Tuning and probing symmetry breaking in graphene
Andrea Young, MIT
04/12/2014 - 12:30 - 13:30
Resnick Building 209, room 210
In monolayer and bilayer graphene, the carbon sublattices endow the electron wavefunctions with a valley degree of freedom in addition to the usual electron spin. At high magnetic fields, this additional degeneracy leads to multicomponent Landau levels characterized by an approximate SU(4) symmetry in the combined spin-valley isospin space. Electornic interactions tend to break this symmetry, leading to a plethora of isospin quantum Hall ferromagnetic states with different spin and valley order. In this talk, I will discuss our recent efforts to both understand and manipulate these broken symmetry states.
First, I will describe how the fundamental difference between spin- and valley- ordered states allows us to realize an analog of the quantum Spin Hall effect in monolayer graphene. This state, which we induce with large in-plane magnetic fields, hosts counterpropagating, spin-filtered edge states protected from backscattering by an emergent spin-rotation symmetry. By balancing the applied field against an intrinsic antiferromagnetic instability, we can break this symmetry controllably to create a one dimensional system with tunable band gap and spin texture.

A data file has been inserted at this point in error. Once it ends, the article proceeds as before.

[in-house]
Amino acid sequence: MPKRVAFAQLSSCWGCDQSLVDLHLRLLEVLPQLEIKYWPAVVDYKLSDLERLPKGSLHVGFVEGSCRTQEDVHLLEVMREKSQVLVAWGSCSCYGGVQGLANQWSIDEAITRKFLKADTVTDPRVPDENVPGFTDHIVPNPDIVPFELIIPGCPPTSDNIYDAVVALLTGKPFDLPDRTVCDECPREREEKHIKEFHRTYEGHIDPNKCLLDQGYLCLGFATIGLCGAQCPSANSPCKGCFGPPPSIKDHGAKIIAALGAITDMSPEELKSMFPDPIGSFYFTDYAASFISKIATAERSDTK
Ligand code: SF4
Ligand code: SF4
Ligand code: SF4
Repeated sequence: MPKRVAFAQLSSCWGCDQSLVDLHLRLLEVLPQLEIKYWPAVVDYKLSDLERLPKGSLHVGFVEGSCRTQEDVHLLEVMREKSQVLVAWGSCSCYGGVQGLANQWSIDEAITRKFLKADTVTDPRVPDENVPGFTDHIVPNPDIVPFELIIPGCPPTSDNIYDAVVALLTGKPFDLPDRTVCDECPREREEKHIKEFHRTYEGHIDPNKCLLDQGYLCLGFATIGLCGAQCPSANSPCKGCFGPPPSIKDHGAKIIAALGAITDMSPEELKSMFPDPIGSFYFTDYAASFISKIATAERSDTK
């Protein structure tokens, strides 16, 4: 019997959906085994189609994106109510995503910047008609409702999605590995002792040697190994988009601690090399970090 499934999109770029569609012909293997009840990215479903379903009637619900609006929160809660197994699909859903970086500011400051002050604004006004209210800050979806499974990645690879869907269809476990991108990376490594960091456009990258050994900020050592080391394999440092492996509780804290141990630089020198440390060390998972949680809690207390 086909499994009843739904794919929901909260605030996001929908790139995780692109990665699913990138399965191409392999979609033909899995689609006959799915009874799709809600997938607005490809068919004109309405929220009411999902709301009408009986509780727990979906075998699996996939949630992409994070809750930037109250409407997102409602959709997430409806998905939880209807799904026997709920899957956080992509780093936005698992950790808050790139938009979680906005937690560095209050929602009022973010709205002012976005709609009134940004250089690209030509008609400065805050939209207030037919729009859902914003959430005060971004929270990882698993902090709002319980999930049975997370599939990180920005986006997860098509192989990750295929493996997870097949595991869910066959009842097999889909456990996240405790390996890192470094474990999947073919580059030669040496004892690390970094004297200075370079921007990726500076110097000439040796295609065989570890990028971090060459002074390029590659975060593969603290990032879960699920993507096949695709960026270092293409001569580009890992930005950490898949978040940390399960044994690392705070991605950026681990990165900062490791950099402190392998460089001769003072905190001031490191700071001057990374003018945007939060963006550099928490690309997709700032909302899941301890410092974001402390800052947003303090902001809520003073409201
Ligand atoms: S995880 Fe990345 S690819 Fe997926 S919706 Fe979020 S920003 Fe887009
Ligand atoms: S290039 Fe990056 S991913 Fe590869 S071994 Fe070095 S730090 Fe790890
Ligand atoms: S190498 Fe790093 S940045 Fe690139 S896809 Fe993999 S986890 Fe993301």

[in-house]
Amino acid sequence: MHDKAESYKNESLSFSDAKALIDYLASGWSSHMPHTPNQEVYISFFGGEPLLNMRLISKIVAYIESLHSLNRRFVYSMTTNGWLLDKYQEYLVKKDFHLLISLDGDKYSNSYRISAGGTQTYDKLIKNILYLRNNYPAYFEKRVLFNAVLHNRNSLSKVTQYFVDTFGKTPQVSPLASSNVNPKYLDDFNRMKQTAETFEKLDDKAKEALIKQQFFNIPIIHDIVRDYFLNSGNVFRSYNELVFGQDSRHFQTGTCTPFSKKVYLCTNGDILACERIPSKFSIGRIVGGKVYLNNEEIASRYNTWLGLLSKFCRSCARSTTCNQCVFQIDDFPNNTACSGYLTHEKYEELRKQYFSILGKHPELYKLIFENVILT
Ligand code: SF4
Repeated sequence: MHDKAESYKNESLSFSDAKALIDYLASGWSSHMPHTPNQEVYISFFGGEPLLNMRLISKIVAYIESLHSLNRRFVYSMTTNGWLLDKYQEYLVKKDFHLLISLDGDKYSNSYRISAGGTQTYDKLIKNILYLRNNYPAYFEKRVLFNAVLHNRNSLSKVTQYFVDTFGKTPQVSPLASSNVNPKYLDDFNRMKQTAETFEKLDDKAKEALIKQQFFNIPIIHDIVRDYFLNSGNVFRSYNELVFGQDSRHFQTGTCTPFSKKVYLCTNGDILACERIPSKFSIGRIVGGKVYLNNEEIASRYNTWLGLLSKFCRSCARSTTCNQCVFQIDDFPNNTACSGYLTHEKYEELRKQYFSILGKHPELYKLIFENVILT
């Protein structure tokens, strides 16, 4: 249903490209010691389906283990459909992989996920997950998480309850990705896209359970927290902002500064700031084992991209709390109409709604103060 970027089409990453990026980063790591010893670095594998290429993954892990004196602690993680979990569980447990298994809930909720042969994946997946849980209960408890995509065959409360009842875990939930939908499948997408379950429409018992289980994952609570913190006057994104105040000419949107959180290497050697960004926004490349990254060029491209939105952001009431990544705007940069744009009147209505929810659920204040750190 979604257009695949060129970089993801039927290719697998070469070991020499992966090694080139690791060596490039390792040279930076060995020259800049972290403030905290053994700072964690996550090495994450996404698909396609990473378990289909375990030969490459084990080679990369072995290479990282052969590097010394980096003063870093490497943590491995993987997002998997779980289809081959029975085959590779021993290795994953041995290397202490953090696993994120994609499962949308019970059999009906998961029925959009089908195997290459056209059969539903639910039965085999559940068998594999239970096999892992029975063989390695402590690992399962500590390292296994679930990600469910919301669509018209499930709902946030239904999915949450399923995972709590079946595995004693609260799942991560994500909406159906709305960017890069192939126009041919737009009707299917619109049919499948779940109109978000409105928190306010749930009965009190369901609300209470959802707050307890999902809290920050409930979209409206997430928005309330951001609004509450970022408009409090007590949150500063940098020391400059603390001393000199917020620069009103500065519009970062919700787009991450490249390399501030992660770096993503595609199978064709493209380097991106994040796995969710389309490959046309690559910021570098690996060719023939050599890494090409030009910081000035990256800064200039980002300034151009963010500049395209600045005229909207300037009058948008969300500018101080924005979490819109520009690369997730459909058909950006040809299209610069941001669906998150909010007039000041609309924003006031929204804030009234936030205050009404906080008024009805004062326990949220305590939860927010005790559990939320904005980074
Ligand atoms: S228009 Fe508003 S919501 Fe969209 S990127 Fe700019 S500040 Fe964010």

In the second part of the talk, I will descibe a recent experiment to directly probe isospin order in bilayer graphene. In bilayers, the sublattices giving rise to the valley degeneracy are on different layers; in the zero energy Landau level this makes valley polarization synonymous with layer polarization. I will show how capacitance measurements can be used to measure this layer polarization, revealing several previously unobserved gapped states as well features associated with phase transitions between states of different layer polarization.